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  • Investors Flock to Gold and Silver on Recovery Worries Investors worried about the global economic recovery pushed gold prices to fresh highs on Friday, marking the third time in a week the shiny metal set a new record. Silver also climbed to its highest price in thirty years.

    Spot gold climbed above $1,282 an ounce in New York and London as a weakening dollar spurred demand from investors for wealth protection, while silver rose to $21.44 an ounce, its highest level since 1980.

    Bullion, which usually moves inversely to the dollar, posted its biggest weekly gain since May as the greenback touched a five-week low against the euro.

    Holdings in gold- backed exchange-traded products (ETP) reached a record this month as investors sought protection from financial turmoil and the prospect of slowing economic growth.

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  • China Trade Surplus Reignites Tensions Over the Yuan China in August posted its third straight trade surplus of more than $20 billion, putting friction with the United States over the nation's currency back in the spotlight.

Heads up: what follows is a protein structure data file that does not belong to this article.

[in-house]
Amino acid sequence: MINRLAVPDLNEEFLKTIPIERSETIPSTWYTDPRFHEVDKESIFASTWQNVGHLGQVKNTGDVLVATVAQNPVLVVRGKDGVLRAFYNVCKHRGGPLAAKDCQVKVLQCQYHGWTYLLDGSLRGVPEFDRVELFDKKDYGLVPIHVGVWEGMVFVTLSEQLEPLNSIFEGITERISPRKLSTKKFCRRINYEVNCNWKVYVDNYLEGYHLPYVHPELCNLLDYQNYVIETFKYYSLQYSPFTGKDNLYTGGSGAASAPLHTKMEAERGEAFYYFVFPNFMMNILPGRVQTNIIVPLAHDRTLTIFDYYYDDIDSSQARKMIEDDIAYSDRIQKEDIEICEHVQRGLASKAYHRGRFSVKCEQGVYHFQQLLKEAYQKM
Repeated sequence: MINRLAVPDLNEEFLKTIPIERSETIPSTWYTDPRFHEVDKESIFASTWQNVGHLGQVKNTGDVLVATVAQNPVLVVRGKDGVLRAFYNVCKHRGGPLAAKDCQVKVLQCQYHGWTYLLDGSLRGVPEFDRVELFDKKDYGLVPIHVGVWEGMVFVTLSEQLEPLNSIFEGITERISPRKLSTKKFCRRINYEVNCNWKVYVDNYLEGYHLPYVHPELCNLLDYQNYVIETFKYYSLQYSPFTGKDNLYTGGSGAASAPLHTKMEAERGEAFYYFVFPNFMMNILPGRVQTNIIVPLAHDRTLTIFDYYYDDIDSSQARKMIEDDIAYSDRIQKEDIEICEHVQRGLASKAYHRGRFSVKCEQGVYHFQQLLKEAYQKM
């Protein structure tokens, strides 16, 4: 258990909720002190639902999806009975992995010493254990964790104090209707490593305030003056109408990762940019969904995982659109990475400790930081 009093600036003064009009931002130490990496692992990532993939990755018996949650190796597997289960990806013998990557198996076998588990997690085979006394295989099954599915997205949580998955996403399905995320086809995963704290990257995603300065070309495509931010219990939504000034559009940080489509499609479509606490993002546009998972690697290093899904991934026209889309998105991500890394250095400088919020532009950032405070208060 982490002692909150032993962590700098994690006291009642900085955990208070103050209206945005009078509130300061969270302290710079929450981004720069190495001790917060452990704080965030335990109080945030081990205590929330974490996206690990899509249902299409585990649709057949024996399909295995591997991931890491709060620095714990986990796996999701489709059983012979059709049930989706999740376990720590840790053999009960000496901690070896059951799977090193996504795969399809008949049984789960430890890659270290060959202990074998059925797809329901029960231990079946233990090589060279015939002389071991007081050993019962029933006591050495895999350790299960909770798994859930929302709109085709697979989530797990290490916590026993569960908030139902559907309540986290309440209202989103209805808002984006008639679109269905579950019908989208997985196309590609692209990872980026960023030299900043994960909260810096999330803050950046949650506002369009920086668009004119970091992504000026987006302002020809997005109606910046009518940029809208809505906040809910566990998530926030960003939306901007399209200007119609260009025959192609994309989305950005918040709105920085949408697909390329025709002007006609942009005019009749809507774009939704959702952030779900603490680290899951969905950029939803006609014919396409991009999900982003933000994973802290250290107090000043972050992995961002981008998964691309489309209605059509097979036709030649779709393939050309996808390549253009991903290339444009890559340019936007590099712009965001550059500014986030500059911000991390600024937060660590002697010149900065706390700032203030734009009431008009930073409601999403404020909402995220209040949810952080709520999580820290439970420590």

Exports rose 34.4% in August and imports climbed a greater-than-expected 35.2%, leaving the country with a $20.03 billion surplus, a customs bureau report showed Friday.

    But a sustained trade gap with the United States could embolden American lawmakers who are pushing to penalize China for what they consider unfair trade practices.

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  • July's Narrowing Trade Gap Lifts Hope for U.S. Economic Recovery The United States in July posted the biggest drop in its trade deficit in 17 months, as imports plunged and exports shot higher, according to a government report that could lift hopes for the economic recovery.

    The U.S. trade deficit narrowed by 14% to $42.78 billion from a downwardly revised $49.76 billion the month before, the Commerce Department reported yesterday (Thursday).